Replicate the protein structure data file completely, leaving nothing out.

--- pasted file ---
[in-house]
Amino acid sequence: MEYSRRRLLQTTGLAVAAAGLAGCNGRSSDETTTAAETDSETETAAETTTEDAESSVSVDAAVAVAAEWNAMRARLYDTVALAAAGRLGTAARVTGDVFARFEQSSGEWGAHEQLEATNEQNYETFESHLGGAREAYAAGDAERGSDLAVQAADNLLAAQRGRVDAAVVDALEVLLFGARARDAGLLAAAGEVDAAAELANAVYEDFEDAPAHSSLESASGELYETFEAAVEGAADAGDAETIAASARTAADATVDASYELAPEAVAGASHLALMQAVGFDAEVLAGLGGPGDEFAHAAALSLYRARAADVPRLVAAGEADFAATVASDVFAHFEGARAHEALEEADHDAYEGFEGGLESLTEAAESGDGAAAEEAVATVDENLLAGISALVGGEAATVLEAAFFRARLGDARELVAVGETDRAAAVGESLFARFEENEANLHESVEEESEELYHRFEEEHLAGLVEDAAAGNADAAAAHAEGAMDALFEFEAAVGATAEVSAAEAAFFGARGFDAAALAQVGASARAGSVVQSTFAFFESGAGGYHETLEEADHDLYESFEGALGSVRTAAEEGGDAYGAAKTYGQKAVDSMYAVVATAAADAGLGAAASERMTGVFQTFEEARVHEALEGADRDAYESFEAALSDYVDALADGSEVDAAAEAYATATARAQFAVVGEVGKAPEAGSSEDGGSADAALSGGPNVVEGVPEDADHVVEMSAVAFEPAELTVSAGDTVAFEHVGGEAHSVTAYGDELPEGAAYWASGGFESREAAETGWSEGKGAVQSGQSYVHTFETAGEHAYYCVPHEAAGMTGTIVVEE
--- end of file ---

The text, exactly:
[in-house]
Amino acid sequence: MEYSRRRLLQTTGLAVAAAGLAGCNGRSSDETTTAAETDSETETAAETTTEDAESSVSVDAAVAVAAEWNAMRARLYDTVALAAAGRLGTAARVTGDVFARFEQSSGEWGAHEQLEATNEQNYETFESHLGGAREAYAAGDAERGSDLAVQAADNLLAAQRGRVDAAVVDALEVLLFGARARDAGLLAAAGEVDAAAELANAVYEDFEDAPAHSSLESASGELYETFEAAVEGAADAGDAETIAASARTAADATVDASYELAPEAVAGASHLALMQAVGFDAEVLAGLGGPGDEFAHAAALSLYRARAADVPRLVAAGEADFAATVASDVFAHFEGARAHEALEEADHDAYEGFEGGLESLTEAAESGDGAAAEEAVATVDENLLAGISALVGGEAATVLEAAFFRARLGDARELVAVGETDRAAAVGESLFARFEENEANLHESVEEESEELYHRFEEEHLAGLVEDAAAGNADAAAAHAEGAMDALFEFEAAVGATAEVSAAEAAFFGARGFDAAALAQVGASARAGSVVQSTFAFFESGAGGYHETLEEADHDLYESFEGALGSVRTAAEEGGDAYGAAKTYGQKAVDSMYAVVATAAADAGLGAAASERMTGVFQTFEEARVHEALEGADRDAYESFEAALSDYVDALADGSEVDAAAEAYATATARAQFAVVGEVGKAPEAGSSEDGGSADAALSGGPNVVEGVPEDADHVVEMSAVAFEPAELTVSAGDTVAFEHVGGEAHSVTAYGDELPEGAAYWASGGFESREAAETGWSEGKGAVQSGQSYVHTFETAGEHAYYCVPHEAAGMTGTIVVEE